Okay, she was staying at a vacationing friend’s place to look after their dog for most of that first week of August. Okay, there was a lot of cleaning to be done in her newly-rented basement suite. Okay, the place is furnished, but still needed things like a coat rack, curtains on a couple of windows, and some better lightbulbs. Okay, she wanted to personalize it a bit more so she bought a bunch of things like area rugs and chair cushions and a new tablecloth. Okay, I wanted her to have her own new towels and bed linens.

Okay, but that’s all done now. All DD needs to do at this point is move in her clothes and personal stuff, and that is the part that is taking what seems like forever!

I guess I understand why she doesn’t seem to be in much of a hurry to complete the move. There’s a whole lot of newness coming her way very soon: living in her own space for the first time, getting to know a brand new neighbourhood, starting law school in two weeks. She’s somewhat of a procrastinator, but also an anxious sort, so I know she legitimately needs time to process all of this before it feels okay to her to move forward and embrace it all.

And I must admit that although I’m rather looking forward to living alone for the first time in a very long time, like any parent, I am a bit reluctant to see her go. It can be a fraught time for a parent, this offspring leaving the nest thing, but I’ve had SUCH a long lead-up to it that I’d like it DONE already! I want to get through my own adjustment period, which may or may not have its difficult (and teary) moments, and move on. I sense that I’m just a little more ready for this than DD is – but then, she is facing the bigger changes in her life, by far, so that makes perfect sense to me.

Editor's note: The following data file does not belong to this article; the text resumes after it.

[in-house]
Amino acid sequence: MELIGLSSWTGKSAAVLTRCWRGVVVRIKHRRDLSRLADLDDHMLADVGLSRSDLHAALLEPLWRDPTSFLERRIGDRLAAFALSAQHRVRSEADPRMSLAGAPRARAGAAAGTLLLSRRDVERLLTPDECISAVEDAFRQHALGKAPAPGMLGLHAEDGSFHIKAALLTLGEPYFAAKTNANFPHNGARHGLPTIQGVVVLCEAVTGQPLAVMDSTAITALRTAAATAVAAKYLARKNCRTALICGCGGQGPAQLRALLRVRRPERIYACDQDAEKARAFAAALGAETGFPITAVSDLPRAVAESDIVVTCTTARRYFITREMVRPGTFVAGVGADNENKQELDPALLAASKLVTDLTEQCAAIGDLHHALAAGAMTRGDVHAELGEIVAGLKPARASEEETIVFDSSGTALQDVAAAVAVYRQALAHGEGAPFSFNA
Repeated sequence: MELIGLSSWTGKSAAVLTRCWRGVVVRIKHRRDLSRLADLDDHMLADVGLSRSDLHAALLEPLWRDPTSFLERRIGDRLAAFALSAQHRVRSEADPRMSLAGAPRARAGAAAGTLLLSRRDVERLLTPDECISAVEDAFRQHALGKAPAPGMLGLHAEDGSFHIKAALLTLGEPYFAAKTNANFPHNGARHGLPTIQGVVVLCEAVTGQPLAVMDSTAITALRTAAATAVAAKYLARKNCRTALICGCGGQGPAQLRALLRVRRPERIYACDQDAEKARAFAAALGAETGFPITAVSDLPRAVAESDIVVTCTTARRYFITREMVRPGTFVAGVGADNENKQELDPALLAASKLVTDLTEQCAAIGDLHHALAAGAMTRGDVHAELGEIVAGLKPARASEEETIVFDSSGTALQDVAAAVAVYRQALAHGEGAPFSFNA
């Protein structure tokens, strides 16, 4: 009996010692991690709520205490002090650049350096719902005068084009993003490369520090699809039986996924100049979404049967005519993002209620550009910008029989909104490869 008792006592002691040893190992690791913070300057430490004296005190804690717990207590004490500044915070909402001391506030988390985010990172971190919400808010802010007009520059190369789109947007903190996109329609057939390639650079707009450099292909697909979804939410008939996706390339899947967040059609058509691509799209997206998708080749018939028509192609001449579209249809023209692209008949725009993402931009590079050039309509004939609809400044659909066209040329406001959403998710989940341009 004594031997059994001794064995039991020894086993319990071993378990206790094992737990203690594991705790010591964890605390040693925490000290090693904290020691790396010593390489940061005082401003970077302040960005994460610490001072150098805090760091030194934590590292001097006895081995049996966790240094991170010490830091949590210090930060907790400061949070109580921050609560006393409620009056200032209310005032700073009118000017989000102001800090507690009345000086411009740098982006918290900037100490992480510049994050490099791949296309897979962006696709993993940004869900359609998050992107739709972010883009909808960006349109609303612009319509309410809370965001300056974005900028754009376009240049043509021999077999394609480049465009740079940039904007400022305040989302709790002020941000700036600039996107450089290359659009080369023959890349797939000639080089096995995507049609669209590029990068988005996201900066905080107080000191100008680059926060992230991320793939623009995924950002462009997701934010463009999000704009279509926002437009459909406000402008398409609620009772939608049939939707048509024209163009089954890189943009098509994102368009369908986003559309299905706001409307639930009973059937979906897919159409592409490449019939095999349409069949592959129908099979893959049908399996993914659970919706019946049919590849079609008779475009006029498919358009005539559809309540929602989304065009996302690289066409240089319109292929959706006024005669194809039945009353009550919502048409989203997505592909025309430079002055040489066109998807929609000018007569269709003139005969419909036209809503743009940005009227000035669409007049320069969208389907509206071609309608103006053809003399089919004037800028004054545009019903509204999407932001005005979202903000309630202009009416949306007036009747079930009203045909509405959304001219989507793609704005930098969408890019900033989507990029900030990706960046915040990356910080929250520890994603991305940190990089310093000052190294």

Still, come on, DD, let’s finish this. It’s supposed to be a moving DAY, not a moving MONTH. And I promise, you’ll end up quite happy once you’re totally in your apartment with all your own stuff, really!

Besides, I’m getting a little tired of doing the 45-minute drive with you there and back every day, to drop off just a few more items each time. I’ve got some serious Candy Crush to play, you know!

A clean break

DD and I are bloody exhausted. We should be: we have been cleaning her new basement suite from top to bottom for the past three days. And there is still some more to do.

The problem may be that the previous tenant did not clean. Or perhaps the tenant before him did not clean, as we were told that he hadn’t actually lived there very long before moving on. Or else the landlady’s cleanliness standards are not terribly high, so she always thinks that the suite is just fine as is and hasn’t ever required any previous tenant to clean properly before leaving. Or maybe, since the suite is in a basement of a house that was constructed in the 1940s or even before that, the nature of such a basement is that it just is somewhat dirty. Or quite possibly, DD and I have incredibly high expectations in terms of cleanliness so absolutely nothing would suffice in our lofty opinions.

All of the above are likely scenarios.